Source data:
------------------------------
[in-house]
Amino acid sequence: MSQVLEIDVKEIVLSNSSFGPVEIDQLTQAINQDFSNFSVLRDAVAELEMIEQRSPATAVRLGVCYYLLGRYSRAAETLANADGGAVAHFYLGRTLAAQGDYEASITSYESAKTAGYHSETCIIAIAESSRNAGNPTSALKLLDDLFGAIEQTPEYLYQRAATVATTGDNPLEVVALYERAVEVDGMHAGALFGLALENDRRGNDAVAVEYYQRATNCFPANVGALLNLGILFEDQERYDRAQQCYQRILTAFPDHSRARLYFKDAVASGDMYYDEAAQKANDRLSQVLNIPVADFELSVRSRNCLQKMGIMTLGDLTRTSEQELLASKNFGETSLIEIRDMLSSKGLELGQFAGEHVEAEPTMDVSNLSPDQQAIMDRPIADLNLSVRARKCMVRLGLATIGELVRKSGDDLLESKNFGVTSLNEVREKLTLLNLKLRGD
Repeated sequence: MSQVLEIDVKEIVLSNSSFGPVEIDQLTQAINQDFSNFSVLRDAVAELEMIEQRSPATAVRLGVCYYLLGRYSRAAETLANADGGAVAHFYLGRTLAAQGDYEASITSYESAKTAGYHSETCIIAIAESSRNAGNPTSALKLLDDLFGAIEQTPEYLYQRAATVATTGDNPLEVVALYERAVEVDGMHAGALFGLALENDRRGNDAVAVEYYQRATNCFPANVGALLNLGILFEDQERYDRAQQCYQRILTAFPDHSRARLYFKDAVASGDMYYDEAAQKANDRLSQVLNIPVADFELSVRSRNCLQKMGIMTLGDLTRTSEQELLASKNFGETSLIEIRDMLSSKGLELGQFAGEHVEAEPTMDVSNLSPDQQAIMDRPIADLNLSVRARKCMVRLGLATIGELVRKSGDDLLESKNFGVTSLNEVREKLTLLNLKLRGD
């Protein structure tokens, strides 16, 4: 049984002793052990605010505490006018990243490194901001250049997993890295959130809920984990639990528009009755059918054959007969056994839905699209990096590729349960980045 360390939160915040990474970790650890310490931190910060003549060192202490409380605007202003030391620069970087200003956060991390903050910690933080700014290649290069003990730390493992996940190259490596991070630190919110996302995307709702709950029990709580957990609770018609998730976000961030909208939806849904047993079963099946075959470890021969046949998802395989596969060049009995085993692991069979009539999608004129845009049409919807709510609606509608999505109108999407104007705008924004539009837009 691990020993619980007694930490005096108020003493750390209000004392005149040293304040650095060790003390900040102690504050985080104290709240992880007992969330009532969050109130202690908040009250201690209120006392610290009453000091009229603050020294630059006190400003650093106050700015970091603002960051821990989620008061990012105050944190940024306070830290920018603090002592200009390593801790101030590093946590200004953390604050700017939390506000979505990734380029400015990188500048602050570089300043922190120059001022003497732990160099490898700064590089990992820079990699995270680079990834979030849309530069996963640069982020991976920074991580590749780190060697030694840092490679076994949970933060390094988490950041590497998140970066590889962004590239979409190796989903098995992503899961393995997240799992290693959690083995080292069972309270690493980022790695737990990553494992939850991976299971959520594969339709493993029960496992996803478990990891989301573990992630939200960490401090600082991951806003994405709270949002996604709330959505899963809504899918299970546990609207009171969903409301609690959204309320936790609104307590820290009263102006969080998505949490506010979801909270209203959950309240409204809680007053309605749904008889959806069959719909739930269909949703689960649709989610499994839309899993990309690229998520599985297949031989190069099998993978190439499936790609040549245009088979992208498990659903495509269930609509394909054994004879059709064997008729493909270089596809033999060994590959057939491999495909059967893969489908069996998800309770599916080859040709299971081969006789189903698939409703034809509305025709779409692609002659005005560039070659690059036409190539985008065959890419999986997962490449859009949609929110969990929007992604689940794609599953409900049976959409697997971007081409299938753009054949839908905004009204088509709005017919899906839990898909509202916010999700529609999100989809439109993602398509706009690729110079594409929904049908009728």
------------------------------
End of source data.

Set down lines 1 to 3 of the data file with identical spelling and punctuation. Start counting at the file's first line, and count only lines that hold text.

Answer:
[in-house]
Amino acid sequence: MSQVLEIDVKEIVLSNSSFGPVEIDQLTQAINQDFSNFSVLRDAVAELEMIEQRSPATAVRLGVCYYLLGRYSRAAETLANADGGAVAHFYLGRTLAAQGDYEASITSYESAKTAGYHSETCIIAIAESSRNAGNPTSALKLLDDLFGAIEQTPEYLYQRAATVATTGDNPLEVVALYERAVEVDGMHAGALFGLALENDRRGNDAVAVEYYQRATNCFPANVGALLNLGILFEDQERYDRAQQCYQRILTAFPDHSRARLYFKDAVASGDMYYDEAAQKANDRLSQVLNIPVADFELSVRSRNCLQKMGIMTLGDLTRTSEQELLASKNFGETSLIEIRDMLSSKGLELGQFAGEHVEAEPTMDVSNLSPDQQAIMDRPIADLNLSVRARKCMVRLGLATIGELVRKSGDDLLESKNFGVTSLNEVREKLTLLNLKLRGD
Repeated sequence: MSQVLEIDVKEIVLSNSSFGPVEIDQLTQAINQDFSNFSVLRDAVAELEMIEQRSPATAVRLGVCYYLLGRYSRAAETLANADGGAVAHFYLGRTLAAQGDYEASITSYESAKTAGYHSETCIIAIAESSRNAGNPTSALKLLDDLFGAIEQTPEYLYQRAATVATTGDNPLEVVALYERAVEVDGMHAGALFGLALENDRRGNDAVAVEYYQRATNCFPANVGALLNLGILFEDQERYDRAQQCYQRILTAFPDHSRARLYFKDAVASGDMYYDEAAQKANDRLSQVLNIPVADFELSVRSRNCLQKMGIMTLGDLTRTSEQELLASKNFGETSLIEIRDMLSSKGLELGQFAGEHVEAEPTMDVSNLSPDQQAIMDRPIADLNLSVRARKCMVRLGLATIGELVRKSGDDLLESKNFGVTSLNEVREKLTLLNLKLRGD